"Noah's Ark" Prehistoric Sites Exhibit Non-Ceramic Containers Before the Invention of Pottery
Archaeologist reports prehistoric sites on Mount Ararat in Turkey exhibit containers made from organic material—precursors to the invention of pottery.
Miami, FL -- (ReleaseWire) -- 01/21/2013 --Harvard University educated archaeologist and president of the archaeological contract firm PRC, Inc., Dr. Joel Klenck, reports that prehistoric sites on Mount Ararat in Turkey, associated with Noah’s Ark by several religious organizations, exhibit non-ceramic containers that date before the invention of pottery.
Klenck remarks, “Archaeological sites on Ararat, which comprise a monumental wood structure, smaller wood edifices, and a cave, originate from the Late Epipaleolithic Period (13,100 to 9,600 B.C.). From the cave and the interior of the monumental wood structure, a variety of extremely rare artifacts constructed of a lightweight organic material have been located.”
The archaeologist states, “The current consensus of Near Eastern archaeologists is that vessels made of molded lime plaster called white ware or ‘vaisselle blanche’ were the precursors to the invention of pottery. At the Ararat sites, specifically from the cave site and Locus 3 in the monumental wood structure, we discovered a variety of non-ceramic containers made of an unidentified organic material. These vessels would have quickly decomposed at most archaeological sites but are preserved in the high altitude and freezing temperatures near the summit of Mount Ararat.”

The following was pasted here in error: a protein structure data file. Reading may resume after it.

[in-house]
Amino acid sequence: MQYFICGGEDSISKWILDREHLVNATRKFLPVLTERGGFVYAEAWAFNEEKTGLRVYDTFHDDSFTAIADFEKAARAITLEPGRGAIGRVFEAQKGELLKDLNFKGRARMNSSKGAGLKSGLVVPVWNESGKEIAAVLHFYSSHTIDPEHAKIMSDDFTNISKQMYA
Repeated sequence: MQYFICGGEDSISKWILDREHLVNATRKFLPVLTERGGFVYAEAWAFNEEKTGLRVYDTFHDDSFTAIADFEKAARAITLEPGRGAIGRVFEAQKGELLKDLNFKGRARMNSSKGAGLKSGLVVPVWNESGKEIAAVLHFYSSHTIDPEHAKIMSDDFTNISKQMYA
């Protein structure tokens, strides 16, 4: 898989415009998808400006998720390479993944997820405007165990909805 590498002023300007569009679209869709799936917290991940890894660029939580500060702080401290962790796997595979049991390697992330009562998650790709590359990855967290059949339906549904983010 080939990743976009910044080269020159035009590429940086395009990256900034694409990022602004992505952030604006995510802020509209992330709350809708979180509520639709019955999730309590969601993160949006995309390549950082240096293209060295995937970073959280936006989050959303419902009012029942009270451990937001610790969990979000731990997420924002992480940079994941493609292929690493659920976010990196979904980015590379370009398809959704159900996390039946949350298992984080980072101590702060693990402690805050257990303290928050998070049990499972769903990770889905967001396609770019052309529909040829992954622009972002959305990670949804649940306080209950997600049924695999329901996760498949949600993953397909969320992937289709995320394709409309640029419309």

Klenck states, “The archaeological material from the Ararat sites has more affinity with assemblages from Australasia and Polynesia, where indigenous communities used—and still use—a variety of containers from animal skins, vegetal material, and gourds. The Ararat material introduces a new level of complexity in discussions about the invention of pottery. Now archaeologists must contend with the notion that both white ware and containers made from organic materials may have influenced the invention and development of ceramic containers. The Ararat assemblage also suggests that containers made from an organic material may represent stylistic templates for early pottery designs. The assemblage from Ararat exhibits excellent preservation and introduces new lines of research in the evolution of ceramic design and manufacturing.”
The archaeologist concludes, “The assemblages from the prehistoric sites on Mount Ararat evidence that human populations, during the transition from the end of the Stone Age to the beginning of the Farming Age or Neolithic, used both lime-plaster white ware and lightweight vessels made of organic materials before the invention and widespread use of ceramic containers.”
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